Researchers at the Goethe University Frankfurt, together with partners from the University of Tübingen in Germany and Queen Mary University as well as Francis Crick Institute from London (UK) have developed a novel technology to decipher the secret ubiquitin code.

Ubiquitin is a small protein that can be linked to other cellular proteins, thereby controlling and modulating their functions. The attachment occurs in many...

Im Focus: Perovskite edges can be tuned for optoelectronic performance

Layered 2D material improves efficiency for solar cells and LEDs

In the eternal search for next generation high-efficiency solar cells and LEDs, scientists at Los Alamos National Laboratory and their partners are creating...

Im Focus: Polymer-coated silicon nanosheets as alternative to graphene: A perfect team for nanoelectronics

Silicon nanosheets are thin, two-dimensional layers with exceptional optoelectronic properties very similar to those of graphene. Albeit, the nanosheets are less stable. Now researchers at the Technical University of Munich (TUM) have, for the first time ever, produced a composite material combining silicon nanosheets and a polymer that is both UV-resistant and easy to process. This brings the scientists a significant step closer to industrial applications like flexible displays and photosensors.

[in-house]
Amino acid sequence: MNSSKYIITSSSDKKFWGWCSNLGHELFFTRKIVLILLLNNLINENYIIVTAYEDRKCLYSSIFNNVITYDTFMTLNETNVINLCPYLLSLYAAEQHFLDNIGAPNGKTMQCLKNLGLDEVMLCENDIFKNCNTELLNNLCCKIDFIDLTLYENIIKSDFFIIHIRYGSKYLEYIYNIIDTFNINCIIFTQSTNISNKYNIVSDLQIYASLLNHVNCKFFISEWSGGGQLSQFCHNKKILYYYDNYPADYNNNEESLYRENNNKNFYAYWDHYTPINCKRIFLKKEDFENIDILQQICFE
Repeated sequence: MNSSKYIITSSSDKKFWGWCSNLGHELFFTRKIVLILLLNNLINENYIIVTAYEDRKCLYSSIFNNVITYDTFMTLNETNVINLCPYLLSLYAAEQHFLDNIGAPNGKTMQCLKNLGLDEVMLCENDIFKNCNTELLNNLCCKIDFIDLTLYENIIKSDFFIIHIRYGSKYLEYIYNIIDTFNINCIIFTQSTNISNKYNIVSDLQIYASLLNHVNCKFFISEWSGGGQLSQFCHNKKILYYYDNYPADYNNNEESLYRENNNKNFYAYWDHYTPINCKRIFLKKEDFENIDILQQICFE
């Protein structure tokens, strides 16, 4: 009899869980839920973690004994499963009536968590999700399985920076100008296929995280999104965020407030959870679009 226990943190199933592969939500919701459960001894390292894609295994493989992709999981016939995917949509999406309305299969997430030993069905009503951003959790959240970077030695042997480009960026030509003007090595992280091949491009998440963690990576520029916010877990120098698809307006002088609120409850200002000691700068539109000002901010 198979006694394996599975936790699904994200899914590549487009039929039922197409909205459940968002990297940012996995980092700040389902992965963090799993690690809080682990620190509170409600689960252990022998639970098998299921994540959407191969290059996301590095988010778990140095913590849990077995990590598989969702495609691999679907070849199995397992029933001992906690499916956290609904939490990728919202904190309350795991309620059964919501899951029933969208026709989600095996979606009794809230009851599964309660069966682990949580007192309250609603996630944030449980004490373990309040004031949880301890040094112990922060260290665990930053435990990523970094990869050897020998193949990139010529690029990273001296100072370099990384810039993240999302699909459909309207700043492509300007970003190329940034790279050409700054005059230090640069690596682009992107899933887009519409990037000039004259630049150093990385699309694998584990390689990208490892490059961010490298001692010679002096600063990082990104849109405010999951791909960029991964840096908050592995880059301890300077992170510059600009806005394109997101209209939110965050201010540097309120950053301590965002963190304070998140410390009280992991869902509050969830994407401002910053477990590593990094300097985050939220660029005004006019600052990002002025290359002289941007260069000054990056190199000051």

Silicon nanosheets are thin, two-dimensional layers with exceptional optoelectronic properties very similar to those of graphene. Albeit, the nanosheets are...

All Focus news of the innovation-report >>>

Anzeige

Anzeige

Event News

International Land Use Symposium ILUS 2017: Call for Abstracts and Registration open

20.03.2017 | Event News

CONNECT 2017: International congress on connective tissue

14.03.2017 | Event News

ICTM Conference: Turbine Construction between Big Data and Additive Manufacturing

07.03.2017 | Event News

 
Latest News

Researchers shoot for success with simulations of laser pulse-material interactions

29.03.2017 | Materials Sciences

Igniting a solar flare in the corona with lower-atmosphere kindling

29.03.2017 | Physics and Astronomy

As sea level rises, much of Honolulu and Waikiki vulnerable to groundwater inundation

29.03.2017 | Earth Sciences

VideoLinks
B2B-VideoLinks
More VideoLinks >>>